Mutually coupled inductors in parallel

Discussion in 'General Electronics Chat' started by montepionte, May 29, 2016.

  1. montepionte

    Thread Starter New Member

    May 29, 2016
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    Hey guys.

    Can anyone explain how do you use, for k = 1 and equal inductance values (L1=L2=M), the parallel coupled inductors equation, which is:

    Leq = [(L1*L2)-(M)^2] / [(L1+L2-(2*M))]


    I'm asking that because everyone just says that, for the conditions I described above, the equivalent inductance Leq comes out as L1=L2=M, but, if I substitute it, say for L1=L2=M=1, the numerator becomes zero, thus Leq = 0.

    Thanks.
     
  2. Kermit2

    AAC Fanatic!

    Feb 5, 2010
    3,785
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    But k=1 is theoretical.

    Theory is NEVER anything more than a tool for understanding. Reality will not allow the outcome you tortured out of theory
     
  3. Bordodynov

    Active Member

    May 20, 2015
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    L1=L2=L
    Leq=(L^2-M^2)/(2*(L-M)=(L+M)*(L-M)/2/(L-M)=(L+M)/2
    M-->L ==> Leq=L
     
    kubeek likes this.
  4. djsfantasi

    AAC Fanatic!

    Apr 11, 2010
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    I think there are a couple of typos, but I get the intent. It still bothers me that (L-M)=0, and is in the denominator but the logic is there and I can see the answer.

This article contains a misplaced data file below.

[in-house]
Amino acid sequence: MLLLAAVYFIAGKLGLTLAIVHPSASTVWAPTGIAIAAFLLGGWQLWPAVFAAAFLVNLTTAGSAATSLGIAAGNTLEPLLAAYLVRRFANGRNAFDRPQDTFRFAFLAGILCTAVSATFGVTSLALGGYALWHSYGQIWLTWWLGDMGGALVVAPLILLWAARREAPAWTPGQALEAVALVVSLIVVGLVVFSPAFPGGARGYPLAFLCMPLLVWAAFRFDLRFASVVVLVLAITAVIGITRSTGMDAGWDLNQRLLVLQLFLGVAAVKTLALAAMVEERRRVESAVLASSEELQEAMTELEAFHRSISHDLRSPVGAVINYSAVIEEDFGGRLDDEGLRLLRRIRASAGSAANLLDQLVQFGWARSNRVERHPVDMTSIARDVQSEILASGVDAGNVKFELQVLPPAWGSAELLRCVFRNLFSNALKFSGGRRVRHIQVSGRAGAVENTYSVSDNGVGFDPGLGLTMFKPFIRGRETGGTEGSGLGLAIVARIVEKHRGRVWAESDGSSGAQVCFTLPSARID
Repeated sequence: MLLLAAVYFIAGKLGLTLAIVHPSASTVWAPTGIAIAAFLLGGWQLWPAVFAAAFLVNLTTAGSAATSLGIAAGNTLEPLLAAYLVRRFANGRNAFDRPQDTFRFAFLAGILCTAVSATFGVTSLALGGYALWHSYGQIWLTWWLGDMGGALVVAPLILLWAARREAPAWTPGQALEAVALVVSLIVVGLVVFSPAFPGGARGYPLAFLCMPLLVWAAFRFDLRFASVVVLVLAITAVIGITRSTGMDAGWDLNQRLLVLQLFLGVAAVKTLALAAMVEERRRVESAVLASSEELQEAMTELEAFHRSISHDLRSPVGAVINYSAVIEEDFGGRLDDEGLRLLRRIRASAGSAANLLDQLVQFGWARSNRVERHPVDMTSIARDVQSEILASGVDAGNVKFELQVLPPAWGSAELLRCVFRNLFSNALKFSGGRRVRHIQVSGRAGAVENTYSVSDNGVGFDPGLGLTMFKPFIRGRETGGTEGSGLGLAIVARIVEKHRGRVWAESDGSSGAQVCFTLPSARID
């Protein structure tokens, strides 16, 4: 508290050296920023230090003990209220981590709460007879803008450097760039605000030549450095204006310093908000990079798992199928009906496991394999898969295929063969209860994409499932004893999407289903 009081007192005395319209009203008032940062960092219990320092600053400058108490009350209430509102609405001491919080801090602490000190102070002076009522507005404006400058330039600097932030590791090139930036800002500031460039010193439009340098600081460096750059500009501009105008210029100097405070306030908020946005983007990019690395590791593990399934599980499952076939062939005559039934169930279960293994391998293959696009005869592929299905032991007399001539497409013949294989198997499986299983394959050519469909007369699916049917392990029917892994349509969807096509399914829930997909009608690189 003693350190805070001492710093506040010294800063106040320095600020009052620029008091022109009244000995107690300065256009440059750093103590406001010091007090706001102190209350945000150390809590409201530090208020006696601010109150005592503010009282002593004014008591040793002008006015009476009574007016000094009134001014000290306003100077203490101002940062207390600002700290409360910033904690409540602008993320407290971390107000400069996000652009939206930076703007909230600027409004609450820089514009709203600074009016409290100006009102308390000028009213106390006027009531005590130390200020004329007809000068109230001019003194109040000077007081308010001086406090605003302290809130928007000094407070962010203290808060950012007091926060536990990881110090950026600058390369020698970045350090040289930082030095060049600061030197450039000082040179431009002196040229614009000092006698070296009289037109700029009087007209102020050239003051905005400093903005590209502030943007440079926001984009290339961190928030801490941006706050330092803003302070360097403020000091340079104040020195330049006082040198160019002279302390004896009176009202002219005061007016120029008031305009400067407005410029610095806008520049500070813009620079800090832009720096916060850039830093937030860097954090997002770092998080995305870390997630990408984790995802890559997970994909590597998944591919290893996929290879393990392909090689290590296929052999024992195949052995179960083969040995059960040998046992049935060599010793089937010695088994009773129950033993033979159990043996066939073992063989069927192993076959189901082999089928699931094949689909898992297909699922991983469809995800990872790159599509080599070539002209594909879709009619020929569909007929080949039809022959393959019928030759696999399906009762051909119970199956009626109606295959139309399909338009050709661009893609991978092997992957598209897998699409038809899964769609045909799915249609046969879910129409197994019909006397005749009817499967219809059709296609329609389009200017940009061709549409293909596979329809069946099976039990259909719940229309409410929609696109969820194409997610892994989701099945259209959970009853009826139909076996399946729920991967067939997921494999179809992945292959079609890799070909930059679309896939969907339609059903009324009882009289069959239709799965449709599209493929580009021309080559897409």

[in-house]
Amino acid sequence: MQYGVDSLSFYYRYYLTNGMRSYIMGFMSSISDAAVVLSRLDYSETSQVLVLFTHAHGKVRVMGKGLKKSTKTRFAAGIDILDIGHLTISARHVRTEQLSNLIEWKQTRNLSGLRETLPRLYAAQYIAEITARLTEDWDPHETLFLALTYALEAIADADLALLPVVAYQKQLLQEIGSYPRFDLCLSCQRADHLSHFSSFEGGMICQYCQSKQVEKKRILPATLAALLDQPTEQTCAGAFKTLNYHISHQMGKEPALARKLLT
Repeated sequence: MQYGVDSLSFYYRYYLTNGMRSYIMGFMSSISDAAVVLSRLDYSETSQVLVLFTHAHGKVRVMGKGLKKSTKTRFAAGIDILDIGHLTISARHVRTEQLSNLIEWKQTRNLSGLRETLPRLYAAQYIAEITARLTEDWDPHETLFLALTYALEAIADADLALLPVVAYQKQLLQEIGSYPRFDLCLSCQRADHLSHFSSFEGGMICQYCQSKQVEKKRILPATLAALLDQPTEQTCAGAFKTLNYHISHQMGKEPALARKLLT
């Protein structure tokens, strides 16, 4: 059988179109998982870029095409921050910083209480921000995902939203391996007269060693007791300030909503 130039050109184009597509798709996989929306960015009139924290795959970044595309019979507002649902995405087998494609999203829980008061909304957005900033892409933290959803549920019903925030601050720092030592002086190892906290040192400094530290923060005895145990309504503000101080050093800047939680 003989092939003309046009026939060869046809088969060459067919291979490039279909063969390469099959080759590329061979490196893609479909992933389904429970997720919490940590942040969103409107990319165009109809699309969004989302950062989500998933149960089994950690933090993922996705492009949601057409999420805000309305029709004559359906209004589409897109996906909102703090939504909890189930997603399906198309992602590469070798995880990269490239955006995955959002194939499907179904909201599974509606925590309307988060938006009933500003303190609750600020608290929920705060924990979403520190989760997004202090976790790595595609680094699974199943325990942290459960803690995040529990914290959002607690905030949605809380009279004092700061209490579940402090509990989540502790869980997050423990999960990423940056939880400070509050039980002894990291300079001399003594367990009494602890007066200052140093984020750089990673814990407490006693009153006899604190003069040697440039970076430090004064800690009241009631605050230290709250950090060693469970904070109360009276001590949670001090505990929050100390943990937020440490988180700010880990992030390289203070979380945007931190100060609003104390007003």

* there is a missing parentheses in the second line and did you mean to divide by (L-M) in the third line?
     
  5. Bordodynov

    Active Member

    May 20, 2015
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    I used a simplified mathematical notation.
    Leq=limit(L^2-M^2)/(2*(L-M)=(L+M)*(L-M)/2/(L-M)=(L+M)/2 for M-->L
    limit(L^2-M^2)/(2*(L-M)=limit((L+M)*(L-M)/2/(L-M))=limit(L+M)*limit((L-M)/2/(L-M))=2*L/2=L
    I used limit(x/x)=1 x-->0, x=L-M
     
  6. djsfantasi

    AAC Fanatic!

    Apr 11, 2010
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    I'll try once more, and then I'll give up.

    Your second line which starts
    (L+M)*(L-M)/2/(L-M)
    Is NOT equal to (L+M)/2
    By my manipulations, it is equal to
    ((L+M)*(L-M)^2)/2
    Somehow, the denominator:
    (2*(L-M))
    got rewritten as
    (2/(L-M))
    between the first and second lines.

    The second line should start:
    ((L+M)*(L-M))/(2*(L-M)) which is equal to (L+M)/2
     
  7. MrAl

    Well-Known Member

    Jun 17, 2014
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    Hi,

    I did it mathematically this way...

    Start with:
    Leq=(L1*L2-M^2)/(L2+L1-2*M)

    Replace L2 with L1 because L2=L1 we get:
    Leq=(L1^2-M^2)/(2*L1-2*M)

    Simplify, we get:
    Leq=(M+L1)/2

    Replace M with L1 we get:
    Leq=(L1+L1)/2

    Simplify, we get:
    Leq=L1

    Note the squares and variables in the numerator in:
    Leq=(L1^2-M^2)/(2*L1-2*M)

    changes the way we interpret the denominator, because it's not in the right form yet. But if you prefer to take the limit, you can take the limit as M approaches L1 and get:
    Leq=L1

    again :)
     
  8. Bordodynov

    Active Member

    May 20, 2015
    637
    188
    djsfantasi
    (L+M)*(L-M)/(2*(L-M))=(L+M)*(L-M)/2/(L-M) and not =(L+M)*(L-M)/(2/(L-M))
     
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